posted by jenfullmoon at 5:44 PM on January 2 [3 favorites]


I am in favor of "significant other" (which is vague but at least indicates a certain emotional component), but sadly that has never caught on outside of text.

"S.O." flowered for a bit but seems to have faded.
posted by Tell Me No Lies at 5:49 PM on January 2 [1 favorite]


We've been using "partner" for a few years now, and I think there's only been a handful of cases where people were confused. In half of those cases, I suspect it wasn't confusion at all, but someone trying to bait for a definitive "husband/wife."
posted by GenderNullPointerException at 6:08 PM on January 2


Are we lawyers? Do we have a business? Do we solve crimes? Do we kiss? Is it all of the above? Nobody can tell, and that's how I like it.

You are Remington Steele, and I claim my five pounds.
posted by Harvey Kilobit at 6:19 PM on January 2 [6 favorites]


I admit I don't like the terms "boyfriend"and "girlfriend" when the people involved are over the age of 21, and reducing gendered terms when it makes sense is a good thing, but a person is not a "relationship." We need to come up with better terms.
posted by lhauser at 6:58 PM on January 2 [1 favorite]


I'm trying to figure out what you call the relationship that isn't romantic or sexual, at least not currently, but you happily and comfortably share just about everything else important, the home, the sewing machine, the Christmas tree, the cats, the responsibility for helping their dad change his diaper....

Isn't that what platonic means? That's how we always used it.
posted by bongo_x at 7:26 PM on January 2


I don't know. "Platonic" covers a lot of territory, including my relationship with the spousal unit, my relationship with my Goddess, my relationship with my co-workers, and my relationship with prime numbers.

I'm kidding about the Goddess, my relationship with the Platonic theology popular among some Polytheists is "agree to disagree."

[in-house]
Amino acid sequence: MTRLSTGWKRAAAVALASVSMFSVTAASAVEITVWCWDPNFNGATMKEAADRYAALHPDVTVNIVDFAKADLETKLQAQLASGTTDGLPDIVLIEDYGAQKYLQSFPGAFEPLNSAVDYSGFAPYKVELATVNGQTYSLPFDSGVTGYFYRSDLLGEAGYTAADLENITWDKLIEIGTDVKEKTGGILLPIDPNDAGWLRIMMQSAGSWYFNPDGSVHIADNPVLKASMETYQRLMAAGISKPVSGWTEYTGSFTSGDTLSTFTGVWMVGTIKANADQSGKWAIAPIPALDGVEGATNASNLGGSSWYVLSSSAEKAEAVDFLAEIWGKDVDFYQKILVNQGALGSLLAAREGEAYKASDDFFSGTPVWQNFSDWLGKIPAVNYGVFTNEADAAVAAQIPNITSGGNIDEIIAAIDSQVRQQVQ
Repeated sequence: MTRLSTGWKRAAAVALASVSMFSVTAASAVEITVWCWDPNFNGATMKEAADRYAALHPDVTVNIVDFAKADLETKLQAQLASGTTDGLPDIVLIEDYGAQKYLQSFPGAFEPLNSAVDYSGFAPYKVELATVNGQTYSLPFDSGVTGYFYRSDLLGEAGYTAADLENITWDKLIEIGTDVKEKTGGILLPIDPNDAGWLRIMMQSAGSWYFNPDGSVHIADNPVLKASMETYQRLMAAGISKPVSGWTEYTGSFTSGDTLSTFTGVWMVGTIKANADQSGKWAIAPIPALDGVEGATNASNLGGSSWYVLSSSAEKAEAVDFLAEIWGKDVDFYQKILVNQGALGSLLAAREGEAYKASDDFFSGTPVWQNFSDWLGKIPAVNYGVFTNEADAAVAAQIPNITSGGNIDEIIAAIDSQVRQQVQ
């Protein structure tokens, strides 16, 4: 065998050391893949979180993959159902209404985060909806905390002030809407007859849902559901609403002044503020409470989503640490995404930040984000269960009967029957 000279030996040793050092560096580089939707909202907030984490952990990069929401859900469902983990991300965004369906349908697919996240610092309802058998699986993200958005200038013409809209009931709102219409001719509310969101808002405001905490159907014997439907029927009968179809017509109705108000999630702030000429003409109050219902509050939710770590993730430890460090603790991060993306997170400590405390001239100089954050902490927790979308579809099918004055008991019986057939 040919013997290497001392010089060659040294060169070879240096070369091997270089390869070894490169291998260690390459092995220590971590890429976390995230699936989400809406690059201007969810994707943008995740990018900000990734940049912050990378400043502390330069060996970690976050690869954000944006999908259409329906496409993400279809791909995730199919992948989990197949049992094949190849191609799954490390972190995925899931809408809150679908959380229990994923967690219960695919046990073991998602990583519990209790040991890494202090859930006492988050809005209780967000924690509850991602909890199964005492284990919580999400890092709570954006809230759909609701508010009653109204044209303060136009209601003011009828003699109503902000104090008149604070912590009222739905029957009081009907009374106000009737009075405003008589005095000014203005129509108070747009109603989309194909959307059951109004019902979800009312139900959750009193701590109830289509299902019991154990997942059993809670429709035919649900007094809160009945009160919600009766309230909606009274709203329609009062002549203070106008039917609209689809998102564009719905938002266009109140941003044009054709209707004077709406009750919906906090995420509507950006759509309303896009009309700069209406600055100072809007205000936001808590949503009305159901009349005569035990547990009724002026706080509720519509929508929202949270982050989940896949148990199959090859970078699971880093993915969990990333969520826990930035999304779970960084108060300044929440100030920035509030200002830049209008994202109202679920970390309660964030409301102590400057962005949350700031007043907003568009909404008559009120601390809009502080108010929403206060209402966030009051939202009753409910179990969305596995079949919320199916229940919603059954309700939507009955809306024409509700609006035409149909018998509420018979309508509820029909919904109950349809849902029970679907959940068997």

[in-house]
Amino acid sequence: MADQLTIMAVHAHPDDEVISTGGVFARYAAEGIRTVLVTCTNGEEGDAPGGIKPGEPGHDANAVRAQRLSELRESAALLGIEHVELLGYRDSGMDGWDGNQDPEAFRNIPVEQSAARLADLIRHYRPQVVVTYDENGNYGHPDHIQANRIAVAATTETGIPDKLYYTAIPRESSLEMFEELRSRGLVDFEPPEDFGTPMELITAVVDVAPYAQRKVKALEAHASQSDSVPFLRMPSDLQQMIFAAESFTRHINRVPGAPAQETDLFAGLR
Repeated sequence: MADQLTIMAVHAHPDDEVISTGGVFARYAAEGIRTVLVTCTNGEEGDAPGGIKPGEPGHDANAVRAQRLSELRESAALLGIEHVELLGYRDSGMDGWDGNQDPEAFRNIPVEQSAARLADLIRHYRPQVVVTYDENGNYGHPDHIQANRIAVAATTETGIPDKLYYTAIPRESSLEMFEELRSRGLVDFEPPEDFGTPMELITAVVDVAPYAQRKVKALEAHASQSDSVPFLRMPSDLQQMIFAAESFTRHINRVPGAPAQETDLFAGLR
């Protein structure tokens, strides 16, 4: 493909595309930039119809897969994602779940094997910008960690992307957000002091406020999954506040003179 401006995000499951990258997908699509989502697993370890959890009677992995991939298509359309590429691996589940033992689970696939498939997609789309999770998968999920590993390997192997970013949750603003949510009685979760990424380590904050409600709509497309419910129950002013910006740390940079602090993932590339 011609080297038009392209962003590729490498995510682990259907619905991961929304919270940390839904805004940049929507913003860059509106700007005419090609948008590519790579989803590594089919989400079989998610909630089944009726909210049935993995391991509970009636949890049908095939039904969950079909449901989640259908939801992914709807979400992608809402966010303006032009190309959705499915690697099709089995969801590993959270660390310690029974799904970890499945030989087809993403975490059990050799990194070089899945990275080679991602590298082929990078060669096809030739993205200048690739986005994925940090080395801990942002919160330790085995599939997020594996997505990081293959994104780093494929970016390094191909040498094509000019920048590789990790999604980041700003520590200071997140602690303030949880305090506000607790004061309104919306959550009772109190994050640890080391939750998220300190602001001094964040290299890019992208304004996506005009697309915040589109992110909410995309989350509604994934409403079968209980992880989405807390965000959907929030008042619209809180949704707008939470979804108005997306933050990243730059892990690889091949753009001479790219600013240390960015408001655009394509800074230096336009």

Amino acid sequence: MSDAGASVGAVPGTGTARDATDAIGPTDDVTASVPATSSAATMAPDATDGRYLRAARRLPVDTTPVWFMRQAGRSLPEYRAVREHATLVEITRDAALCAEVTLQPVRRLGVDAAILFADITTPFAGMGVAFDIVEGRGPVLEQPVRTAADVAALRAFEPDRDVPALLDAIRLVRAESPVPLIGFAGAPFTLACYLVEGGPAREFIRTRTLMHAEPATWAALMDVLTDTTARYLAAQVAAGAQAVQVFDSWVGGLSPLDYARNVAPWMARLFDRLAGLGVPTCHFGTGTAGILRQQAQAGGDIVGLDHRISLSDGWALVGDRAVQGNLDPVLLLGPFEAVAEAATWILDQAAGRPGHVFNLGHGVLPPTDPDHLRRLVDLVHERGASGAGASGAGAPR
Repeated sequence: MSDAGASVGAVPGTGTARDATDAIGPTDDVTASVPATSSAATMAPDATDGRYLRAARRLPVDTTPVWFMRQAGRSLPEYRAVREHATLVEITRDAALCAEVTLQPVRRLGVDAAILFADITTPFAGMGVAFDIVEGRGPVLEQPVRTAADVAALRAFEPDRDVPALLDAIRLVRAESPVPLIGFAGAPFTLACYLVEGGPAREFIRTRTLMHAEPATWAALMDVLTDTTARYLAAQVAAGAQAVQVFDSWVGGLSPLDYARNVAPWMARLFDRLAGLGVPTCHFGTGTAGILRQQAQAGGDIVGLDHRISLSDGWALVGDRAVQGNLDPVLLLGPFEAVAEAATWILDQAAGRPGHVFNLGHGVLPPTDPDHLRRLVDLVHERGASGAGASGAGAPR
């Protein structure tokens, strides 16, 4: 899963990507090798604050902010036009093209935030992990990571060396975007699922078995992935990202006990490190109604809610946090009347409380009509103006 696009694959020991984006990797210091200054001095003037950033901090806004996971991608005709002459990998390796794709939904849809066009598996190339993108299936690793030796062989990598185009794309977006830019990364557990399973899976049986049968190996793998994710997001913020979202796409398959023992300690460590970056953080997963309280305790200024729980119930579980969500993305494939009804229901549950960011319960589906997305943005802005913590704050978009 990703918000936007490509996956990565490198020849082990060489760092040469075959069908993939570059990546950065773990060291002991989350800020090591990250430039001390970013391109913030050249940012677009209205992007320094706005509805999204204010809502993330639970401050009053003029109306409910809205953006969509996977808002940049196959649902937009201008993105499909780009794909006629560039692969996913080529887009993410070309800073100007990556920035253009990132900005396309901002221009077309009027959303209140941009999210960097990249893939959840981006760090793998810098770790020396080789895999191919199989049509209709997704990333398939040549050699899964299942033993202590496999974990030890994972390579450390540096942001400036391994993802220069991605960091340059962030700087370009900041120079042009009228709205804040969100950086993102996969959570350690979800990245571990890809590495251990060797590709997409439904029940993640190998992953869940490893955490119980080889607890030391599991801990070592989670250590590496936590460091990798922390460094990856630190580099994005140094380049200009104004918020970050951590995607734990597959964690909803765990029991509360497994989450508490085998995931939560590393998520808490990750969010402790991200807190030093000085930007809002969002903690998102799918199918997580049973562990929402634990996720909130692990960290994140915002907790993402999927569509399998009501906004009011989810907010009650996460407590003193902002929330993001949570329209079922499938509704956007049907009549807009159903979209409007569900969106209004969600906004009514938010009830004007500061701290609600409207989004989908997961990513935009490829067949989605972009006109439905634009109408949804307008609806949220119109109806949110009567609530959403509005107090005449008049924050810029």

posted by GenderNullPointerException at 8:38 PM on January 2


This thread is awesome and I want more exploration in these tangents. I know some of you are butting heads but this feels like a functional evolution to me.

Yeah, the possessive language beanplating might be just beanplating to most relationships, whether romantic or platonic, but the possessive language matters for a lot of people, whether they are or are not polyamorous or otherwise non-traditional or what have you.

Possessiveness is a problem for many people.

Sometimes it matters simply because of personal nuances of a relationship. There's someone in my life I'm terrifyingly fond of and I could no more assume to posses them as "mine" then I could the wind or the sea. It's so impossible that it's a complete non-starter communication and language-wise. I could no more define our relationship beyond "we've been on adventures" or "we've walked paths together".

The only language I have is "we are friends" but it is a lot more than that. Family isn't too much, either, but isn't accurate nor does it map to my feelings or the connection.

I have never been more terrified of defining a single thing about our relationship in my fool life. It's very likely we will never be sexually intimate or romantic partners.